Like Manti Te’o, I want to believe.
I want to believe what the Internet tells me is mostly truth, and that my contacts aren’t Catfishing me, and that even cartoonists who make a professional mistake are more like Manti Te’o the Blindly Gullible and not Manti Te’o the Possible Hoaxer.
I want to believe that the Internet isn’t just constantly handing us a big yellow wristband encouraging us to “LieStrong.”
Then I re-learn what I’ve always known about the Internet: It’s made it so much easier to plant a widespread lie — while also becoming such a powerful tool for getting closer to the truth.
So it was this week with cases of both apparently independent inspiration and highly dependent copying.
Earlier this week, Chicago Tribune political cartoonist (and “Prickly City” creator) Scott Stantis noted on his blog that a new New York Post cover bore a simple, bold visual in advance of Lance Armstrong’s two-part interview with Oprah about doping (Part 2 airs tonight on OWN). The large cover image was the iconic yellow “LiveStrong” wristband of Armstrong’s foundation to fight cancer — only this wristband said “LieStrong.”
Stantis, it turns out, rendered the same concept late last year, and sort-of raised the possibility in his blog post that his cartoon had inspired the tabloid cover.
That’s entirely possible, yet I want to believe that the Post arrived at that idea independently. Why? Because I independently arrived at the same image last year.
[CARTOON CONFLUENCE: When multiple Steve Jobs artists arrive at the same great idea]
Whether I’m writing a cartoon or a headline, I often seize first on the most basic and vital elements. In this case, you’ve got Lance’s lies, and you’ve got that ubiquitous plastic bracelet of his that offers such a countervailing message of strength and hope and good. And because my mind often works like a Scrabble rack, forever rearranging, it’s not a big leap to arrive at “LieStrong.” (A Google Images search, in fact, will show you just how widespread that idea has been since at least last August.)
But then there’s the case of Bill Day.
Early this week, I began to hear from a handful of contacts that Day, the pink-slipped, recently “Indiegogo-ed” political cartoonist, had recently lifted an image from art he found online.
Day, who is syndicated by Cagle Cartoons, drew an assault rifle, but visually copied a copyrighted image rendered by game-developer artist Zack Fowler and published on Fowler’s “deviantart” page. Shortly after the cartoon was published online, Day’s syndicator and boss, Daryl Cagle received an email about the visual lift and (rightly and to his credit) told the cartoonist to redo his work with an originally rendered weapon — which Day did.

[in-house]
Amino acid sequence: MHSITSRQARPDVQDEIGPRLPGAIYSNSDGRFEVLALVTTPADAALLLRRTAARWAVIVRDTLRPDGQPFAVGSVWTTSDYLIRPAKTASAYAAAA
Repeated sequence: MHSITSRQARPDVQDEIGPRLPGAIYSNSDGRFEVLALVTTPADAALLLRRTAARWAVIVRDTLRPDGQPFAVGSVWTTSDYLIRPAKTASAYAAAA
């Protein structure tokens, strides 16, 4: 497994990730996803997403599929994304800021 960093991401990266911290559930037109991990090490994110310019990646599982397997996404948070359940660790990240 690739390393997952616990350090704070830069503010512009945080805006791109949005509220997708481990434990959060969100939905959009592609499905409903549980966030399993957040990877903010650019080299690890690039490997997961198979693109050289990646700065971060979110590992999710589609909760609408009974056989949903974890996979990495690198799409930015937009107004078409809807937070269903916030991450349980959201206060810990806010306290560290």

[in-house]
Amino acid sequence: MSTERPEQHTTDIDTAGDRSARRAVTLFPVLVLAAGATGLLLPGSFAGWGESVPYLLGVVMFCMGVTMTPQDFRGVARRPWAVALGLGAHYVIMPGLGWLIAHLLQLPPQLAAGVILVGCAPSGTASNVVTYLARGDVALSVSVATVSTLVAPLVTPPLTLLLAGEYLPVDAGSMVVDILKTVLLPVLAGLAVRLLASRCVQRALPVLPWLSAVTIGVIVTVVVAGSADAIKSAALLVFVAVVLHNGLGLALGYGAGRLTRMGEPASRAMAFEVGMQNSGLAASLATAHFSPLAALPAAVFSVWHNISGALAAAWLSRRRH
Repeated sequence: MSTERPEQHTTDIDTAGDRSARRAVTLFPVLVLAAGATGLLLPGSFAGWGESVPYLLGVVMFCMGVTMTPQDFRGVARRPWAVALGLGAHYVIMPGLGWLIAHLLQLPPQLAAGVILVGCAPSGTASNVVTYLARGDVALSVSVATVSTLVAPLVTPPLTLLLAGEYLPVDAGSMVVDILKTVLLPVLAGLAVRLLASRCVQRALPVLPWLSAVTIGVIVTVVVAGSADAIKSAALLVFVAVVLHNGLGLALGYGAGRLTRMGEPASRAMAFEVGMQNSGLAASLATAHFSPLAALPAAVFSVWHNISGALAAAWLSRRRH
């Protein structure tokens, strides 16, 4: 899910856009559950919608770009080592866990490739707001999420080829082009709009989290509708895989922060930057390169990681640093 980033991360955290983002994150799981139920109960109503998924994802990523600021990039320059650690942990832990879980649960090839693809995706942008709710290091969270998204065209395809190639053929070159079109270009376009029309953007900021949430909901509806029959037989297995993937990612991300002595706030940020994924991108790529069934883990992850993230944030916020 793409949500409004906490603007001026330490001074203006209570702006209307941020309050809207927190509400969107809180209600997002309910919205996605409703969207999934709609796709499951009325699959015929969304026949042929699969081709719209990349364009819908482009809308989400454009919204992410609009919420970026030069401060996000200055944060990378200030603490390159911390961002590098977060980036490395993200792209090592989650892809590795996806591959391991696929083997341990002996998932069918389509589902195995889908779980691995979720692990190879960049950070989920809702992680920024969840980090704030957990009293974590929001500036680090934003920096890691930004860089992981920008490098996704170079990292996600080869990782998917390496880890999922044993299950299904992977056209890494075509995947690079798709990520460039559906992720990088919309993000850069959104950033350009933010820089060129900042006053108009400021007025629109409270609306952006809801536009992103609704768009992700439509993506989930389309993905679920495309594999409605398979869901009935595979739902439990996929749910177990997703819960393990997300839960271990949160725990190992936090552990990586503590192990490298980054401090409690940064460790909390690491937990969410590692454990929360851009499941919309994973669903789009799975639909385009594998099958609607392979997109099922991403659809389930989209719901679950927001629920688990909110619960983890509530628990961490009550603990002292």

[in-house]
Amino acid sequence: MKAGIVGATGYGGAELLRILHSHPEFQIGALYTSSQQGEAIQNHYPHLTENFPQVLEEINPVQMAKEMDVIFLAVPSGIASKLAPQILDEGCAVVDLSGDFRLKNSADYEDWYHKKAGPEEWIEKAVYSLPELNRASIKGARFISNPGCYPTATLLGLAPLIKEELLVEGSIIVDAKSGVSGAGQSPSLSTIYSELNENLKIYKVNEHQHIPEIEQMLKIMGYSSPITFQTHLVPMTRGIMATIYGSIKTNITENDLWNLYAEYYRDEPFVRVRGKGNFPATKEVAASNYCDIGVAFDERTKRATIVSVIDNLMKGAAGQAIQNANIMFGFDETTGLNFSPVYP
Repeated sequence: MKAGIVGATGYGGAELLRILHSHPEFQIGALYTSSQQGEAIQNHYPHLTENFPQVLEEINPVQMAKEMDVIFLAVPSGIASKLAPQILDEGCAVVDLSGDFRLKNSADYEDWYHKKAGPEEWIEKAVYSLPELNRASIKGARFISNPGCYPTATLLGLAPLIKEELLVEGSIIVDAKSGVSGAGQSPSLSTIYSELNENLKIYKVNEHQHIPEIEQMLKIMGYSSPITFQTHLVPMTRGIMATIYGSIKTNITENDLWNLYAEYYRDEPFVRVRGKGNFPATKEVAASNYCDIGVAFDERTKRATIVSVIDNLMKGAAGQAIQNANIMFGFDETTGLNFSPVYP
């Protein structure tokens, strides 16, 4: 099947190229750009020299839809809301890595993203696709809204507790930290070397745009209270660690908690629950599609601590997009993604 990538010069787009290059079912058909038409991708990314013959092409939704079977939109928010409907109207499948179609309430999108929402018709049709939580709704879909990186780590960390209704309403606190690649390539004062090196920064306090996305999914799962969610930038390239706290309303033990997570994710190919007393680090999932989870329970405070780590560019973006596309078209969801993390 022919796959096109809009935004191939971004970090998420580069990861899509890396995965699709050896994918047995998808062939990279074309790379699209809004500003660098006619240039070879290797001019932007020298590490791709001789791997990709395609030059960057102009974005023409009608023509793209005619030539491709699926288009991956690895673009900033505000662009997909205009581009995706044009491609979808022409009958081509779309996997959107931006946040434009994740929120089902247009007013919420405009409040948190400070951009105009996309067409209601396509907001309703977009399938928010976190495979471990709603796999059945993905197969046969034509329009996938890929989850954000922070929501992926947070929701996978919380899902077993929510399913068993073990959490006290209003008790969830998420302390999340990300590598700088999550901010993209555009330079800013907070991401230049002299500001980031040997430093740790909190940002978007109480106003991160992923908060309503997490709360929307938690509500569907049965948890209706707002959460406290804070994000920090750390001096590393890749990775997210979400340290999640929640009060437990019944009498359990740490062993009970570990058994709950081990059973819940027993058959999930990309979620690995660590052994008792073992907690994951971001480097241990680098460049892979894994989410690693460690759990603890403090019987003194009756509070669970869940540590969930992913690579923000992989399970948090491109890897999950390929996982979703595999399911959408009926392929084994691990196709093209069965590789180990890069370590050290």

“Bill thought the Deviant gun image he found on the Web was an unattributed photograph of an actual assault rifle,” Cagle tells Comic Riffs earlier this week, explaining what transpired. “In his cartoon rendering, he made what he thought were sufficient alterations to the gun ‘photo’ for it not to be copyright infringement of a photo, as part of his transformative image using the gun in an editorial cartoon opposing Congress and the NRA and their support of assault rifles.
“I sent Bill a copy of the e-mail that was sent around on this and asked him to take the image down,” Cagle continues. “Bill was happy to comply and he redrew a similar replacement cartoon in his own hand.”
When multiple artists arrive at the same idea or image, Cagle calls that a “Yahtzee.” But Cagle is absolutely clear about Day’s lift: “This isn’t an example of Yahtzees or eerie similarities.”
(Day did not respond to Comic Riffs’ request for comment, instead forwarding our email to Cagle.)
[THE POST’S OMBUDSMAN: Has technology made us all plagiarists?]
Complicating matters, though, is that Day recently completed an Indiegogo campaign — started by Cagle — to raise more than $35,000 in funds to “replace” Day’s newspaper-staff salary. Some of his colleagues are saying that the visual lift might have given some donors pause had they known. (And some colleagues, including Matt Bors and Ted Rall, also find Day’s re-use of his own concepts and art problematic.)
[CROWDFUNDING A SALARY: Indiegogo drive launched for Bill Day]
What much of this boils down to is that on a shifting professional landscape, editorial cartoonists maintain the need to be taken seriously as journalists — and not lightly as graphic “comedians.” (To read my piece on that prickly debate and “visual plagiarism,” click here.)
Stantis wants to make sure his creativity is rightly acknowledged when it’s warranted. And some colleagues want to make sure that those who lift copyrighted work — or re-use their own work — don’t reflect poorly on the profession.
[NEWSROOM PLAGIARISM: Why are cartoonists treated so differently from their journalistic brethren?]
Speaking from experience, editorial cartooning practiced passionately can be mentally laborious work — one typically now without the bigger riches or broader fame of being a Comedy Central satirist or “SNL” head writer.
[CARTOON SCANDAL: Scenes from a plagiarism case]
They are entertainers. They are journalists. And they are largely a passionate and dedicated community of professionals.
And so they are to be celebrated for seeking fresh satiric bait and for not being intellectually lazy bottom-feeders — even in the era of the Catfish.